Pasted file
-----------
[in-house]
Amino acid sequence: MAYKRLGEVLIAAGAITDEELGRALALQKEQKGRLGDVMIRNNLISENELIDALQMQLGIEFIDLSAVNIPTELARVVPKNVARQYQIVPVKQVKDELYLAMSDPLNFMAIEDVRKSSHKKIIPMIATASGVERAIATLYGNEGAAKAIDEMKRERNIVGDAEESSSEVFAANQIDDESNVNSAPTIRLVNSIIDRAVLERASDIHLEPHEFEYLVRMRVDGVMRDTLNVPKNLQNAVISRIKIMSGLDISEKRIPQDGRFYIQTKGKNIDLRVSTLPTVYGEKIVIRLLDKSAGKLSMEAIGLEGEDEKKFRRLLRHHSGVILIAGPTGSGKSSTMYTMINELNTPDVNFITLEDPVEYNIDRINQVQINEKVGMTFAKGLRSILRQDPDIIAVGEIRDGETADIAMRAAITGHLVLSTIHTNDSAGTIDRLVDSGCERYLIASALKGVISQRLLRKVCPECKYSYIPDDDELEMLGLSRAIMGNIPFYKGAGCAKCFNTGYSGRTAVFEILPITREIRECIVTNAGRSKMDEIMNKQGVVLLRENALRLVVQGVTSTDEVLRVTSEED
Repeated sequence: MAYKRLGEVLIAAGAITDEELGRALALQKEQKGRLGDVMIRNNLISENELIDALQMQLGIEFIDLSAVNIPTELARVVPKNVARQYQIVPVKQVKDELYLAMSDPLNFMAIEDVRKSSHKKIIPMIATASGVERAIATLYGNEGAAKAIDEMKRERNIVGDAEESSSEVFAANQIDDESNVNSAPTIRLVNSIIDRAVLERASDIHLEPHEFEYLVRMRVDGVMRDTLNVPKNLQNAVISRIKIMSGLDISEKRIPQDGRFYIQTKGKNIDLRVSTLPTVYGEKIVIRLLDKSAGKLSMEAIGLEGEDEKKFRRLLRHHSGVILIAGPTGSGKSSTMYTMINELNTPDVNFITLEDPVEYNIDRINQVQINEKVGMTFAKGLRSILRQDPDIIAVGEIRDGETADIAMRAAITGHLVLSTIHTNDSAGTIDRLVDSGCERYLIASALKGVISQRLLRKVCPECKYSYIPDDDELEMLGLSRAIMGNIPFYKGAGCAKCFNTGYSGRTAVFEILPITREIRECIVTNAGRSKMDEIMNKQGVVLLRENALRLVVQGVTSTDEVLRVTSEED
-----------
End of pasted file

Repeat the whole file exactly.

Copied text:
[in-house]
Amino acid sequence: MAYKRLGEVLIAAGAITDEELGRALALQKEQKGRLGDVMIRNNLISENELIDALQMQLGIEFIDLSAVNIPTELARVVPKNVARQYQIVPVKQVKDELYLAMSDPLNFMAIEDVRKSSHKKIIPMIATASGVERAIATLYGNEGAAKAIDEMKRERNIVGDAEESSSEVFAANQIDDESNVNSAPTIRLVNSIIDRAVLERASDIHLEPHEFEYLVRMRVDGVMRDTLNVPKNLQNAVISRIKIMSGLDISEKRIPQDGRFYIQTKGKNIDLRVSTLPTVYGEKIVIRLLDKSAGKLSMEAIGLEGEDEKKFRRLLRHHSGVILIAGPTGSGKSSTMYTMINELNTPDVNFITLEDPVEYNIDRINQVQINEKVGMTFAKGLRSILRQDPDIIAVGEIRDGETADIAMRAAITGHLVLSTIHTNDSAGTIDRLVDSGCERYLIASALKGVISQRLLRKVCPECKYSYIPDDDELEMLGLSRAIMGNIPFYKGAGCAKCFNTGYSGRTAVFEILPITREIRECIVTNAGRSKMDEIMNKQGVVLLRENALRLVVQGVTSTDEVLRVTSEED
Repeated sequence: MAYKRLGEVLIAAGAITDEELGRALALQKEQKGRLGDVMIRNNLISENELIDALQMQLGIEFIDLSAVNIPTELARVVPKNVARQYQIVPVKQVKDELYLAMSDPLNFMAIEDVRKSSHKKIIPMIATASGVERAIATLYGNEGAAKAIDEMKRERNIVGDAEESSSEVFAANQIDDESNVNSAPTIRLVNSIIDRAVLERASDIHLEPHEFEYLVRMRVDGVMRDTLNVPKNLQNAVISRIKIMSGLDISEKRIPQDGRFYIQTKGKNIDLRVSTLPTVYGEKIVIRLLDKSAGKLSMEAIGLEGEDEKKFRRLLRHHSGVILIAGPTGSGKSSTMYTMINELNTPDVNFITLEDPVEYNIDRINQVQINEKVGMTFAKGLRSILRQDPDIIAVGEIRDGETADIAMRAAITGHLVLSTIHTNDSAGTIDRLVDSGCERYLIASALKGVISQRLLRKVCPECKYSYIPDDDELEMLGLSRAIMGNIPFYKGAGCAKCFNTGYSGRTAVFEILPITREIRECIVTNAGRSKMDEIMNKQGVVLLRENALRLVVQGVTSTDEVLRVTSEED